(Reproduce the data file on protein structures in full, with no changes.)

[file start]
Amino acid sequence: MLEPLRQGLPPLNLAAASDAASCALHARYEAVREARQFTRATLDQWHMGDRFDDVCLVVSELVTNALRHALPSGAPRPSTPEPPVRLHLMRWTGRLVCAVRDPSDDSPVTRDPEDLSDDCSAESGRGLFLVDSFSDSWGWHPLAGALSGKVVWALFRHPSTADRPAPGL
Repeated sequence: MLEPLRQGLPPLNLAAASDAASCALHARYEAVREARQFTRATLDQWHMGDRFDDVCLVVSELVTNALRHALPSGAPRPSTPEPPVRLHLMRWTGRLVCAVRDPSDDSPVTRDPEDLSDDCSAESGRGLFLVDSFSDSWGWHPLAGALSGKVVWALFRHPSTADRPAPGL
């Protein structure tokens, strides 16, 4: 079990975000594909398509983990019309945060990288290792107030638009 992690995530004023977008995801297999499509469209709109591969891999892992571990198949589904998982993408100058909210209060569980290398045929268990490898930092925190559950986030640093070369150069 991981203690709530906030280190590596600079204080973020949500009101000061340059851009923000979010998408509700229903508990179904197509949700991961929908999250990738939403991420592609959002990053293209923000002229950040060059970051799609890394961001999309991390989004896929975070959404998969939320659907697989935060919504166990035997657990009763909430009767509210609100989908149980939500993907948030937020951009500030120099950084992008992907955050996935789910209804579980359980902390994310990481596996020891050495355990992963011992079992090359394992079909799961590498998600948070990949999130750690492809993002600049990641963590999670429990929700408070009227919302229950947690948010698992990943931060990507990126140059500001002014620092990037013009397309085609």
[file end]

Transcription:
Amino acid sequence: MLEPLRQGLPPLNLAAASDAASCALHARYEAVREARQFTRATLDQWHMGDRFDDVCLVVSELVTNALRHALPSGAPRPSTPEPPVRLHLMRWTGRLVCAVRDPSDDSPVTRDPEDLSDDCSAESGRGLFLVDSFSDSWGWHPLAGALSGKVVWALFRHPSTADRPAPGL
Repeated sequence: MLEPLRQGLPPLNLAAASDAASCALHARYEAVREARQFTRATLDQWHMGDRFDDVCLVVSELVTNALRHALPSGAPRPSTPEPPVRLHLMRWTGRLVCAVRDPSDDSPVTRDPEDLSDDCSAESGRGLFLVDSFSDSWGWHPLAGALSGKVVWALFRHPSTADRPAPGL
């Protein structure tokens, strides 16, 4: 079990975000594909398509983990019309945060990288290792107030638009 992690995530004023977008995801297999499509469209709109591969891999892992571990198949589904998982993408100058909210209060569980290398045929268990490898930092925190559950986030640093070369150069 991981203690709530906030280190590596600079204080973020949500009101000061340059851009923000979010998408509700229903508990179904197509949700991961929908999250990738939403991420592609959002990053293209923000002229950040060059970051799609890394961001999309991390989004896929975070959404998969939320659907697989935060919504166990035997657990009763909430009767509210609100989908149980939500993907948030937020951009500030120099950084992008992907955050996935789910209804579980359980902390994310990481596996020891050495355990992963011992079992090359394992079909799961590498998600948070990949999130750690492809993002600049990641963590999670429990929700408070009227919302229950947690948010698992990943931060990507990126140059500001002014620092990037013009397309085609």